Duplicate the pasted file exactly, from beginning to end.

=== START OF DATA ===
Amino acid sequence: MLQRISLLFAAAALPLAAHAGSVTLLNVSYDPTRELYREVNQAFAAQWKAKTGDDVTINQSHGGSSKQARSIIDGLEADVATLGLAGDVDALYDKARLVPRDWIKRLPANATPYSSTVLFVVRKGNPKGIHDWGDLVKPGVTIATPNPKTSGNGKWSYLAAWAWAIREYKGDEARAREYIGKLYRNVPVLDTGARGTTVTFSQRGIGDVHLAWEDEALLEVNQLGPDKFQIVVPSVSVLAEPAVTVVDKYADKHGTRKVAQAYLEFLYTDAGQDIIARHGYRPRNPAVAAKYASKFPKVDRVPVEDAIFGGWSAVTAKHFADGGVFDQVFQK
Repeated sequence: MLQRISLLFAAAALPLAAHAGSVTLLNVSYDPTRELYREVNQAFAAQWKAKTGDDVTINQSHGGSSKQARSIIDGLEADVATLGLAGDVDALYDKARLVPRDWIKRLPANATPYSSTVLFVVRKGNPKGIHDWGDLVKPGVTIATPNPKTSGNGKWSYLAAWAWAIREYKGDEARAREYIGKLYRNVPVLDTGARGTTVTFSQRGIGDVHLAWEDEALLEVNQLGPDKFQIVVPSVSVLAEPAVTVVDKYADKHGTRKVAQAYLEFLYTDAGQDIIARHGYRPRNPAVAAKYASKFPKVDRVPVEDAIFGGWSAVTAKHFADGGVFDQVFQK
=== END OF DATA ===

Amino acid sequence: MLQRISLLFAAAALPLAAHAGSVTLLNVSYDPTRELYREVNQAFAAQWKAKTGDDVTINQSHGGSSKQARSIIDGLEADVATLGLAGDVDALYDKARLVPRDWIKRLPANATPYSSTVLFVVRKGNPKGIHDWGDLVKPGVTIATPNPKTSGNGKWSYLAAWAWAIREYKGDEARAREYIGKLYRNVPVLDTGARGTTVTFSQRGIGDVHLAWEDEALLEVNQLGPDKFQIVVPSVSVLAEPAVTVVDKYADKHGTRKVAQAYLEFLYTDAGQDIIARHGYRPRNPAVAAKYASKFPKVDRVPVEDAIFGGWSAVTAKHFADGGVFDQVFQK
Repeated sequence: MLQRISLLFAAAALPLAAHAGSVTLLNVSYDPTRELYREVNQAFAAQWKAKTGDDVTINQSHGGSSKQARSIIDGLEADVATLGLAGDVDALYDKARLVPRDWIKRLPANATPYSSTVLFVVRKGNPKGIHDWGDLVKPGVTIATPNPKTSGNGKWSYLAAWAWAIREYKGDEARAREYIGKLYRNVPVLDTGARGTTVTFSQRGIGDVHLAWEDEALLEVNQLGPDKFQIVVPSVSVLAEPAVTVVDKYADKHGTRKVAQAYLEFLYTDAGQDIIARHGYRPRNPAVAAKYASKFPKVDRVPVEDAIFGGWSAVTAKHFADGGVFDQVFQK